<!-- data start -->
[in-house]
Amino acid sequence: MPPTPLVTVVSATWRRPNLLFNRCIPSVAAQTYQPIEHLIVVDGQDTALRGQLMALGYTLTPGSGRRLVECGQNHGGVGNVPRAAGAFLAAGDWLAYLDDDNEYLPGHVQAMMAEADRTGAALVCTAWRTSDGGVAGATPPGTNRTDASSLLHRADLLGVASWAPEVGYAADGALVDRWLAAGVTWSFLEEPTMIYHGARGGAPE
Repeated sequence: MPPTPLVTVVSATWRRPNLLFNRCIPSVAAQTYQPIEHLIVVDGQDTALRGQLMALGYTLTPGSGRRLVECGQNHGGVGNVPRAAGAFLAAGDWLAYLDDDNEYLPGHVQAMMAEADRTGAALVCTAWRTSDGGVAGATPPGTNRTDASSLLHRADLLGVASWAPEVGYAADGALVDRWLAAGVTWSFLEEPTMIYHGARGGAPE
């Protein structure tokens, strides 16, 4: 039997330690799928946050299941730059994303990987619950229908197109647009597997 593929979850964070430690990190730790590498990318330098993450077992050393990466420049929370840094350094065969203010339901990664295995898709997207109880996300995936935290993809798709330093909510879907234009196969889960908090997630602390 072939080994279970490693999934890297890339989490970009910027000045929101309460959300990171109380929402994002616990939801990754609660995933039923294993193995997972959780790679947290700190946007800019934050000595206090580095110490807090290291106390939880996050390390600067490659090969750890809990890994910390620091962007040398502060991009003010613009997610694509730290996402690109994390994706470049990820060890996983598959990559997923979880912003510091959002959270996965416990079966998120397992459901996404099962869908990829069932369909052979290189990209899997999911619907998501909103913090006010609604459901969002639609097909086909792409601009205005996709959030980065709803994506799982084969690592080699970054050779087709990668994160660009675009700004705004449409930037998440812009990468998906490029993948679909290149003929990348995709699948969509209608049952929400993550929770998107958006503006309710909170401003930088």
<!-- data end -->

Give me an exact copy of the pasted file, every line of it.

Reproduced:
[in-house]
Amino acid sequence: MPPTPLVTVVSATWRRPNLLFNRCIPSVAAQTYQPIEHLIVVDGQDTALRGQLMALGYTLTPGSGRRLVECGQNHGGVGNVPRAAGAFLAAGDWLAYLDDDNEYLPGHVQAMMAEADRTGAALVCTAWRTSDGGVAGATPPGTNRTDASSLLHRADLLGVASWAPEVGYAADGALVDRWLAAGVTWSFLEEPTMIYHGARGGAPE
Repeated sequence: MPPTPLVTVVSATWRRPNLLFNRCIPSVAAQTYQPIEHLIVVDGQDTALRGQLMALGYTLTPGSGRRLVECGQNHGGVGNVPRAAGAFLAAGDWLAYLDDDNEYLPGHVQAMMAEADRTGAALVCTAWRTSDGGVAGATPPGTNRTDASSLLHRADLLGVASWAPEVGYAADGALVDRWLAAGVTWSFLEEPTMIYHGARGGAPE
């Protein structure tokens, strides 16, 4: 039997330690799928946050299941730059994303990987619950229908197109647009597997 593929979850964070430690990190730790590498990318330098993450077992050393990466420049929370840094350094065969203010339901990664295995898709997207109880996300995936935290993809798709330093909510879907234009196969889960908090997630602390 072939080994279970490693999934890297890339989490970009910027000045929101309460959300990171109380929402994002616990939801990754609660995933039923294993193995997972959780790679947290700190946007800019934050000595206090580095110490807090290291106390939880996050390390600067490659090969750890809990890994910390620091962007040398502060991009003010613009997610694509730290996402690109994390994706470049990820060890996983598959990559997923979880912003510091959002959270996965416990079966998120397992459901996404099962869908990829069932369909052979290189990209899997999911619907998501909103913090006010609604459901969002639609097909086909792409601009205005996709959030980065709803994506799982084969690592080699970054050779087709990668994160660009675009700004705004449409930037998440812009990468998906490029993948679909290149003929990348995709699948969509209608049952929400993550929770998107958006503006309710909170401003930088």